By Ryan Bradley for the New York Times Magazine

Ryan Bradley is a writer in Los Angeles. Over the course of a few weeks, he interviewed Ti West several times, as well as many of West’s longtime friends and collaborators.

Martin Scorsese, a fan of West’s, wrote to me that he thought each film in the trilogy represented a “different type of horror, related to different eras in American moviemaking.” The first, “X,” is “the ’70s, the slasher era”; “Pearl” is “’50s melodrama in vivid saturated color; “MaXXXine” is “’80s Hollywood, rancid, desperate.” They are, Scorsese wrote, “three linked stories set within three different moments in movie culture, reflecting back on the greater culture.” By smuggling thoroughly modern ideas into films that were also steeped in the aesthetics of the past, Scorsese thought, West had done something bold and thoroughly cinematic.

West grew up in the woodsy suburbs of Wilmington, Del., near the Bidens and a small private school called Tatnall, which he attended from kindergarten through 12th grade. The filmmaker and video-game writer Graham Reznick went there, too, and met West when they were in kindergarten. First they drew comics together; later they made the sorts of dumb films boys make, blowing up army men with firecrackers, recording it on a Hi8 camcorder. By their teens, they’d immersed themselves in their local video store, drawn to movies that seemed to them to exist in the same visual universe as what they had been getting up to in the woods — things like Peter Jackson’s “Bad Taste” or Sam Rami’s “Evil Dead,” scrappy films where you could practically see the guy holding the camera and deciding where to point it.

In 1999, West and Reznick headed to New York City — Reznick to N.Y.U. and West to the School of Visual Arts, where he lucked into a class taught by the filmmaker Kelly Reichardt. She is, West says, “very much responsible in many ways for me having a career.” In high school, he saw a movie called “Habit,” made by and starring Reichardt’s friend and frequent producer Larry Fessenden. Reichardt floated the possibility of having Fessenden come in to talk to her class, but it kept not happening, and West kept bugging her about it, and finally, West says, “she was like, dude, here’s his number. Just go meet him.” West did. And when Fessenden needed an intern, Reichardt recommended West.

“Now, Larry will tell you the story that I used that internship to duplicate copies of my short film to send to film festivals, and he’s not wrong,” West told me, but when I asked Fessenden about this, he just laughed and said what he really remembered was taking West aside: “I said, ‘Listen, kid,’” — here he put on a mock showbiz voice — “‘when you finish with college, if you ever want to make a feature film, you come back to me, eh?’” In Fessenden’s telling, West showed up in his office something like three days after graduation. “And the thing that really shows you what’s so strategic and smart about Ti — he didn’t come in with one dream project. He came with, like, four different log lines.” One even had an environmental angle, which he knew Fessenden would be a sucker for. Fessenden greenlit the idea that day.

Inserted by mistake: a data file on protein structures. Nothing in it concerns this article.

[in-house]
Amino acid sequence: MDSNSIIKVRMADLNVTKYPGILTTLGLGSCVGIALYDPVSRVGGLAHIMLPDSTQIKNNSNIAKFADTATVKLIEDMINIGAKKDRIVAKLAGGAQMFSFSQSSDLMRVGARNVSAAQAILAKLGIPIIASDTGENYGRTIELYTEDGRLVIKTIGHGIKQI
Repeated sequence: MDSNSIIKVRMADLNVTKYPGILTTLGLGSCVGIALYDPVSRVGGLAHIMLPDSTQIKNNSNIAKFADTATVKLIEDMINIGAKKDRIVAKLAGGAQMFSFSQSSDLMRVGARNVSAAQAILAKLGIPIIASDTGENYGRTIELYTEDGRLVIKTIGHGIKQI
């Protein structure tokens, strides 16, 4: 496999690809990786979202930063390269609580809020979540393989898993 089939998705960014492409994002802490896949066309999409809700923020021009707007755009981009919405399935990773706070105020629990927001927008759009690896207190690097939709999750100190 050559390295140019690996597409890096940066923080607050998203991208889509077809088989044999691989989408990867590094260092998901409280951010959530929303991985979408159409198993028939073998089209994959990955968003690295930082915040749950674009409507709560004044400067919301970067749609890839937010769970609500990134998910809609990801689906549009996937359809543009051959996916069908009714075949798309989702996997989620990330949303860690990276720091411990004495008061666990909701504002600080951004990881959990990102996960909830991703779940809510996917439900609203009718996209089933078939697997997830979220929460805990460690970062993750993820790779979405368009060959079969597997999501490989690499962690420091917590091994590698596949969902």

West made several, often for very little money, and usually — in part because he is an only child and has trouble giving up control, but also because it’s cost-effective — he wrote and edited the movies too. One, about a trio of hunters who fear that they are being hunted, he made for about $10,000 in the Delaware woods. Another, about two friends investigating hauntings in a creepy old inn, was inspired in part by the creepy old inn he and the crew stayed in while making a different film entirely. The result, “The Innkeepers” (2011), was the first West film to catch Scorsese’s eye; after seeing it, he told me, “I thought: OK, I want to see everything this guy does.” The film reminded him of the work of Val Lewton, who was put in charge of RKO’s “horror unit” in the early 1940s and given a simple mandate: The films had to be under $150,000 and 70 minutes, and the studio heads would pick the titles; otherwise he could do what he wanted. The films he oversaw, starting with “Cat People” in 1942, were atmospheric and psychological, the tonal opposite of the screamy monster movies put out by Universal at the time. The amazing thing about “The Innkeepers,” Scorsese said, was that “you could eliminate the ghost story and the film would work without it, which echoes the way Val Lewton made his films: He always made sure that the core story had to stand on its own, apart from the supernatural elements.”

To Fessenden, it is an understanding of pacing — like West’s determination “to both frustrate the audience and then reward them” — that really ties together talent. “It’s also something you can only do if you’re defiantly independent,” he said. “Because, of course, in our blockbuster, Hollywood fare, everything is basically sort of commodified, and there are no challenging cinematic ideas because it’s all about the three-second cut.” I told him I was interested in what Reichardt made of West’s work, but he said she didn’t really watch new genre movies. He did, however, offer up a common thread between the two filmmakers, particularly in West’s early work. “I would argue — and this is maybe the whole point — they’re both interested in the texture and the timing, the slowing-down of time,” he said. “Now, Ti’s recent film is more bombastic, of course. But, at its core, the reason he’s known as a slow-burn guy is there’s a tremendous attention to everyday details. Ti’s build dread. Kelly’s, she builds maybe more like empathy. But there’s a similar thing going on.”

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